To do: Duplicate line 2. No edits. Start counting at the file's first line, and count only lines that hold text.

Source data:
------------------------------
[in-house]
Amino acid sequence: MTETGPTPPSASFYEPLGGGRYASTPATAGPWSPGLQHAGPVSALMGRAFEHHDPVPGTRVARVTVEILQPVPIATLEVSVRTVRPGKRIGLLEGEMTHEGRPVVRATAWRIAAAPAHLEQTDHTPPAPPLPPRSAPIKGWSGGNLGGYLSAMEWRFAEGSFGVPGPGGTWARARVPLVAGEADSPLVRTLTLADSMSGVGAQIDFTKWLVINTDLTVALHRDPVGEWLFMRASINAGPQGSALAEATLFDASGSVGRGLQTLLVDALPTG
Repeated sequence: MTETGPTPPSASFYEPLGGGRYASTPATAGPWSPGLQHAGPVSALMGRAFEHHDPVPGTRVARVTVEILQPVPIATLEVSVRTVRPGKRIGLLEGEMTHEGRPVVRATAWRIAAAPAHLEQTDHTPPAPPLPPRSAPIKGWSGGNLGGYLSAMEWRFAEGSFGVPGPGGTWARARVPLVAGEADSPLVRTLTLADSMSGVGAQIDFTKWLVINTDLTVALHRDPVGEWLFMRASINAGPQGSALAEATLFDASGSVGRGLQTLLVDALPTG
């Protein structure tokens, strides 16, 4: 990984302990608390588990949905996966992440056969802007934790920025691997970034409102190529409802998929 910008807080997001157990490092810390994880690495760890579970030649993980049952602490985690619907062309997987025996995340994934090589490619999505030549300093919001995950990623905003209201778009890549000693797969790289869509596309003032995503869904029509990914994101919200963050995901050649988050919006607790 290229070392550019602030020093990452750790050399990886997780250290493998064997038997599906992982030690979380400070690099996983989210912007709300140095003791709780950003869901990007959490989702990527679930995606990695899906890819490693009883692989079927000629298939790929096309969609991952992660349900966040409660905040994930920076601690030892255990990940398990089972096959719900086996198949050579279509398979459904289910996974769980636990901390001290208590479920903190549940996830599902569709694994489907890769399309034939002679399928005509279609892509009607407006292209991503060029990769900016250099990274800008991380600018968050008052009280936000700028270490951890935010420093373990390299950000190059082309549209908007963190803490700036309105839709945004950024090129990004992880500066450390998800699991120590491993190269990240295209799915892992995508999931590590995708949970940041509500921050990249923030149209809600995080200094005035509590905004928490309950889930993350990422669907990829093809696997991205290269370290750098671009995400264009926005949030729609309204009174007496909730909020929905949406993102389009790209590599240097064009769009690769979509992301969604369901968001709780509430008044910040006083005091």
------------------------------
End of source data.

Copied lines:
Amino acid sequence: MTETGPTPPSASFYEPLGGGRYASTPATAGPWSPGLQHAGPVSALMGRAFEHHDPVPGTRVARVTVEILQPVPIATLEVSVRTVRPGKRIGLLEGEMTHEGRPVVRATAWRIAAAPAHLEQTDHTPPAPPLPPRSAPIKGWSGGNLGGYLSAMEWRFAEGSFGVPGPGGTWARARVPLVAGEADSPLVRTLTLADSMSGVGAQIDFTKWLVINTDLTVALHRDPVGEWLFMRASINAGPQGSALAEATLFDASGSVGRGLQTLLVDALPTG